1Password Personal ($2.99 / month) is really good for individual users — it comes with all of 1Password’s features and is one of the best-value and most affordable deals on the market. 1Password Families ($4.99 / month) adds an easy-to-use family sharing dashboard that lets you adjust sharing permissions for each family member. 1Password Families covers 5 users and all of their devices, with the option to add additional users for a small fee (it’s the best option for families).

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Bottom Line:

1Password is an excellent password manager with one of the best iOS apps I’ve seen. It’s very easy to use, it provides biometric login and Apple Watch compatibility, and its Watchtower feature audits passwords while also actively scanning the dark web for breaches. 1Password Personal is available for an affordable monthly subscription, and 1Password Families is a really good value for multiple users. You can try 1Password risk-free with a 14-day free trial.

Download 1Password Now

Read the full 1Password review here >

🥈2. Dashlane — Advanced Security & Excellent iOS Integration (+ VPN)

🥈2. Dashlane — Advanced Security & Excellent iOS Integration (+ VPN)

Dashlane is highly secure, integrates perfectly with iOS, and has some of the most advanced features on the market today. It’s also very easy to use, so you’ll have no issues even if you’ve never used a password manager app before.

During my tests, Dashlane performed exceptionally well, and all the features worked exactly as promised. I had no problems syncing my vault across all of my devices, generating, saving, and filling logins, or using and understanding the app’s extra tools.

Dashlane provides a wide range of additional features, including:

  • One-click password changer.
  • Unlimited password sharing.
  • VPN (virtual private network).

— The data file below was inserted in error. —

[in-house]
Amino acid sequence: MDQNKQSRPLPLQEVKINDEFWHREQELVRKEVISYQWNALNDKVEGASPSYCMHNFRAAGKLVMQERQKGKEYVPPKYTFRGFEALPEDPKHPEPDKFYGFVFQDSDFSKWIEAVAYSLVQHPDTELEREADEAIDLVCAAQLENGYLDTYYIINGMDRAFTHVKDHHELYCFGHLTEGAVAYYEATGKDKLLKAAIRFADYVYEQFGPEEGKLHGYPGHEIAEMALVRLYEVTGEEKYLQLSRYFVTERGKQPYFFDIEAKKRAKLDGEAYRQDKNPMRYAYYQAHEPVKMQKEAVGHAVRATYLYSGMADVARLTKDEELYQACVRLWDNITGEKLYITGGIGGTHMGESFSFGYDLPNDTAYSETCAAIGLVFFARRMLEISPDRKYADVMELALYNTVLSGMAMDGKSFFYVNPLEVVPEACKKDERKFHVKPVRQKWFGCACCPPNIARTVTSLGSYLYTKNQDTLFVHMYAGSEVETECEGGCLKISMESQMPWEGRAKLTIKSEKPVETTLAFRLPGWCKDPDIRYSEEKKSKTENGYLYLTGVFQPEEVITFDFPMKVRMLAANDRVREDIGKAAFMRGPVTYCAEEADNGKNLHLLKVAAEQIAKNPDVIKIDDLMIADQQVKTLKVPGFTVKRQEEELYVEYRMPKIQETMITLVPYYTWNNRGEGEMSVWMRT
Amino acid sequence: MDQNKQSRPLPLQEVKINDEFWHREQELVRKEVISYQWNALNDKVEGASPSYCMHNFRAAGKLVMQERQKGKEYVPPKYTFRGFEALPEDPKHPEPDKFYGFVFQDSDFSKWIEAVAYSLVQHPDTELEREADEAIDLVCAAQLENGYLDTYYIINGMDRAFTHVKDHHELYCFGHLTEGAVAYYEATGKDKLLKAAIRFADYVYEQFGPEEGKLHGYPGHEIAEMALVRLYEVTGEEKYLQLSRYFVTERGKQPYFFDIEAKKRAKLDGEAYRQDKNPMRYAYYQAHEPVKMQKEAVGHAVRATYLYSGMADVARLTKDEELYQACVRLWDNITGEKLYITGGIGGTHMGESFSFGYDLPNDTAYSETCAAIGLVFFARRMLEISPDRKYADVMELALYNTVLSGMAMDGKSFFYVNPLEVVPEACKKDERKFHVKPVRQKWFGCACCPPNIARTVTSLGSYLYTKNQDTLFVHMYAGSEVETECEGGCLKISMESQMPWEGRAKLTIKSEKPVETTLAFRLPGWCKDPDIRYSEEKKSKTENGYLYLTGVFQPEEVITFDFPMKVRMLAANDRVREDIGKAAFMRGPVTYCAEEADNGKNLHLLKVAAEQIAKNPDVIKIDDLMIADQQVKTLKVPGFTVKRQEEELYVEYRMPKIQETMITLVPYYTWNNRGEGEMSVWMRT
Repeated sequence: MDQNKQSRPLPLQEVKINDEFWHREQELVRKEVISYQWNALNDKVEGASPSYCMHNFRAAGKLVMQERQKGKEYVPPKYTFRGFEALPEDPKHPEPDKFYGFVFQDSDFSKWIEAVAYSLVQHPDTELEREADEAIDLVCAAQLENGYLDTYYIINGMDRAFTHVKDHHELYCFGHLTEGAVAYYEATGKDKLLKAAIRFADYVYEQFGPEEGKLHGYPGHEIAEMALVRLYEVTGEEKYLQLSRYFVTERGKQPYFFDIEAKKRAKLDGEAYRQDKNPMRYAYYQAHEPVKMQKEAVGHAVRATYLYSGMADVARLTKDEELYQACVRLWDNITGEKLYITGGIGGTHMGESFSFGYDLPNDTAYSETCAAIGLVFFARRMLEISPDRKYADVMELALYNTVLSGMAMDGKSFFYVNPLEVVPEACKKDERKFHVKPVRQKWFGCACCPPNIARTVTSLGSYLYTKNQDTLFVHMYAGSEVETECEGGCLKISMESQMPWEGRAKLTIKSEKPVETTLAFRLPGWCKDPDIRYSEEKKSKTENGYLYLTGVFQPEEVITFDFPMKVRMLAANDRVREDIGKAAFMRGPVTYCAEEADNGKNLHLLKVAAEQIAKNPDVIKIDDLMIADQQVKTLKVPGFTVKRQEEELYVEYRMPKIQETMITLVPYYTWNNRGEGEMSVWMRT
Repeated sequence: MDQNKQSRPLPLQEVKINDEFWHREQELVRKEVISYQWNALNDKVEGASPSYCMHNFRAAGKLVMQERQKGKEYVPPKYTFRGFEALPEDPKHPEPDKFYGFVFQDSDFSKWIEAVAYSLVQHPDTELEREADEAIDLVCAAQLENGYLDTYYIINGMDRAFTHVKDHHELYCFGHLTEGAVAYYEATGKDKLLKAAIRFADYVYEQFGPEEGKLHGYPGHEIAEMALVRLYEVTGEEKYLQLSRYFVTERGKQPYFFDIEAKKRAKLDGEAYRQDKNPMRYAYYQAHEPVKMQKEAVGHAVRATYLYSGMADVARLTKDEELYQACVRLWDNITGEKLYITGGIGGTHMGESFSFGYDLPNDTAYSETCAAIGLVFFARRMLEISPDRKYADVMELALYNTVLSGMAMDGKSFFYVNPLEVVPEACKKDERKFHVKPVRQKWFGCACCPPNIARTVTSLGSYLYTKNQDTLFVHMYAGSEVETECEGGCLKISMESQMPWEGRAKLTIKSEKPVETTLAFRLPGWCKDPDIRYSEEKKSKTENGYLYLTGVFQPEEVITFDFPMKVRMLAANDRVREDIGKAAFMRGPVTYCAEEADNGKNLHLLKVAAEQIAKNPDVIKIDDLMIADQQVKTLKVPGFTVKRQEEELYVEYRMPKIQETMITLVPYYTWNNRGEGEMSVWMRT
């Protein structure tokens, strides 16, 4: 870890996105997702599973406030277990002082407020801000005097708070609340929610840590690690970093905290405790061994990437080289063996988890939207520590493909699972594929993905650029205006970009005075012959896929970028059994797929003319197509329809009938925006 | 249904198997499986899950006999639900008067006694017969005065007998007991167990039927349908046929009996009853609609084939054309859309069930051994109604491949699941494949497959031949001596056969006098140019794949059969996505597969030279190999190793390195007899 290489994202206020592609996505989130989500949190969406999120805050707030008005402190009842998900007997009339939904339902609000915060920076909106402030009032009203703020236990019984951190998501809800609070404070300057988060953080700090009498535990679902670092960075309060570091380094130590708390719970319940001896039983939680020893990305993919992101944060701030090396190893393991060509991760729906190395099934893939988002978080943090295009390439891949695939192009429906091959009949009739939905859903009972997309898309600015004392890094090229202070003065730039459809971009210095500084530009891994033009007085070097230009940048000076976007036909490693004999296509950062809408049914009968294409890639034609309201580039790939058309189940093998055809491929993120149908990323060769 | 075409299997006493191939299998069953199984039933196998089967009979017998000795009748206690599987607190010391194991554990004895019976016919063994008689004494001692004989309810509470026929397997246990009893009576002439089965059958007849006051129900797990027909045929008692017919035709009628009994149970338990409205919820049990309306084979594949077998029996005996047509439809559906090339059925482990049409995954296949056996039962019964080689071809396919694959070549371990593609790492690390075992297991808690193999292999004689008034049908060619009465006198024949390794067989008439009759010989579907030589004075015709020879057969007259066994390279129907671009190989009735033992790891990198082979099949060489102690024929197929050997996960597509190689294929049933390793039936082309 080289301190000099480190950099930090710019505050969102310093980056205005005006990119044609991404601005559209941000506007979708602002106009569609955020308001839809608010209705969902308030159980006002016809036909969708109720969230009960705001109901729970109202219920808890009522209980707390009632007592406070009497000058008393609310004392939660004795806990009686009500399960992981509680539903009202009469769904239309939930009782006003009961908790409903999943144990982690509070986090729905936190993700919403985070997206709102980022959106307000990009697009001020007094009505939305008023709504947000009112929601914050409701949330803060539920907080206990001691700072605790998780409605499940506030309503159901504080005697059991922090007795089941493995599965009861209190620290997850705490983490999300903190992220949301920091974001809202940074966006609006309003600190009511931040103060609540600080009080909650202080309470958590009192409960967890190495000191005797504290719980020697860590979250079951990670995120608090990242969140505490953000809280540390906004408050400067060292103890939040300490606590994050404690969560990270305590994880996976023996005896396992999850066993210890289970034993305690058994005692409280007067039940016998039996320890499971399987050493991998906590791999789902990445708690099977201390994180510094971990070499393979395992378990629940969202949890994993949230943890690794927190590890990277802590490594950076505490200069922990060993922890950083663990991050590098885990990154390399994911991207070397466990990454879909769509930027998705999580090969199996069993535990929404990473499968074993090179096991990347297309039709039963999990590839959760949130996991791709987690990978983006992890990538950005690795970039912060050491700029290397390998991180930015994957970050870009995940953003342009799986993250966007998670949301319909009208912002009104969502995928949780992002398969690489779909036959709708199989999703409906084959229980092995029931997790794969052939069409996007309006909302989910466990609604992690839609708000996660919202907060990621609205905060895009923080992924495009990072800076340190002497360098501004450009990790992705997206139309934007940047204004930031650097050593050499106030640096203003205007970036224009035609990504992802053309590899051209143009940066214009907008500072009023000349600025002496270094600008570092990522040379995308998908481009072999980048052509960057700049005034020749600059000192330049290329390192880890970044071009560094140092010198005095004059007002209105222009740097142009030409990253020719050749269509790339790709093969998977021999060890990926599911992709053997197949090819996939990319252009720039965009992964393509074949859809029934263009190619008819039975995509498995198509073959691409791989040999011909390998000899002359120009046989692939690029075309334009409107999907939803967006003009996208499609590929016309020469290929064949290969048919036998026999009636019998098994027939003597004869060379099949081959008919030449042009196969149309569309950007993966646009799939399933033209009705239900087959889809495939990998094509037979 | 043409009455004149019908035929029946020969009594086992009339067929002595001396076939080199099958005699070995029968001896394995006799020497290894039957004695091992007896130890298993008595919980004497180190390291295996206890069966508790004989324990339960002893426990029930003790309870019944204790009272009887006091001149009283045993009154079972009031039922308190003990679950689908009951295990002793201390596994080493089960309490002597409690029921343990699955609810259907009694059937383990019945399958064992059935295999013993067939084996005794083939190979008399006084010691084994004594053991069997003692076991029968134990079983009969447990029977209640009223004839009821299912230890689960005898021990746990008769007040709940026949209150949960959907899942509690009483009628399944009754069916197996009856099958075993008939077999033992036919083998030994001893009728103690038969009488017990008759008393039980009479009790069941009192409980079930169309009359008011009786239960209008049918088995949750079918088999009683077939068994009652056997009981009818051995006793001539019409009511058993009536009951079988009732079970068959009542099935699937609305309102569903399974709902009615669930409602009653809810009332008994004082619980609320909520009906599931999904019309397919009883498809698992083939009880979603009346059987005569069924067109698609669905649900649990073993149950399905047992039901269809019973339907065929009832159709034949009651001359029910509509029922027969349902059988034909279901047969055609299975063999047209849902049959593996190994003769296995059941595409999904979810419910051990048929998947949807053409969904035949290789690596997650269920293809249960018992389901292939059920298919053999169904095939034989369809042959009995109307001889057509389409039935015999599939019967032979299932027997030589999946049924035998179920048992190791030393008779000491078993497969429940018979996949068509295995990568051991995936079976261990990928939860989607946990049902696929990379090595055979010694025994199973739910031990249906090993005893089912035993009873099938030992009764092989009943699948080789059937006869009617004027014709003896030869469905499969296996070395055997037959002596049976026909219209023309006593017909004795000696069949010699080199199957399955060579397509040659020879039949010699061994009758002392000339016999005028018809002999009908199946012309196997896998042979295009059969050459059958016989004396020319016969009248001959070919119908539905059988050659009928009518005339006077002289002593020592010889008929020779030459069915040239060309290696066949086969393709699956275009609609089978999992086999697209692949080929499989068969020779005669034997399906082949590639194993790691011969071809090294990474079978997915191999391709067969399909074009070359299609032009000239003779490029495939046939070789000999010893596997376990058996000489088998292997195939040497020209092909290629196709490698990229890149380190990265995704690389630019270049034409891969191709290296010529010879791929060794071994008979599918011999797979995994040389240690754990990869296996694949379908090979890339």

• Apple Watch compatibility.
  • 2FA login.
  • Dark web monitoring.
  • Voice Control compatibility.
  • Identity theft protection (US only).

I love Dashlane’s one-click password changer, which allowed me to automatically replace weak passwords on hundreds of compatible websites — most other competitors only inform you which passwords you need to change, and then you have to visit each site and manually reset the passwords one by one.

I also appreciate that Dashlane lets you share and sync unlimited passwords with any other Dashlane user. LastPass and Keeper both limit the number of passwords you can sync and share on their premium plans.

Dashlane is also the only iOS password manager app with an included VPN — providing secure, encrypted web access to servers around the world with almost zero connection slowdown.

Dashlane Free lets you store 50 passwords on a single device, but it’s still one of my favorite free password managers because it offers a ton of security extras, including password sharing (up to 5 accounts), password security auditing, data breach alerts, and more. Dashlane Premium ($4.99 / month) includes all of the features mentioned above for a single user. Dashlane also offers a Family plan ($7.49 / month) that you can share with up to 5 people.

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Bottom Line:

Dashlane offers advanced security, it’s easy to use, and it’s got more extra features than most password managers, like a one-click password changer, dark web monitoring, and a VPN (it’s the only password manager on my list with a VPN). Dashlane integrates seamlessly with iOS — it’s compatible with Apple Watch, Voice Control, and biometric authentication. Dashlane Free comes with a 30-day free trial of Dashlane Premium, and all of Dashlane’s paid plans have a 30-day money-back guarantee.

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Read the full Dashlane review here >

🥉3. Keeper  — Best Security Features for iOS

🥉3. Keeper  — Best Security Features for iOS

Keeper comes with more advanced security features than most competitors. In addition to protecting user data with unbreakable 256-bit AES encryption and zero-knowledge architecture, it’s Service Organization Controls-compliant, meaning it performs regular security audits to ensure all user information is fully protected.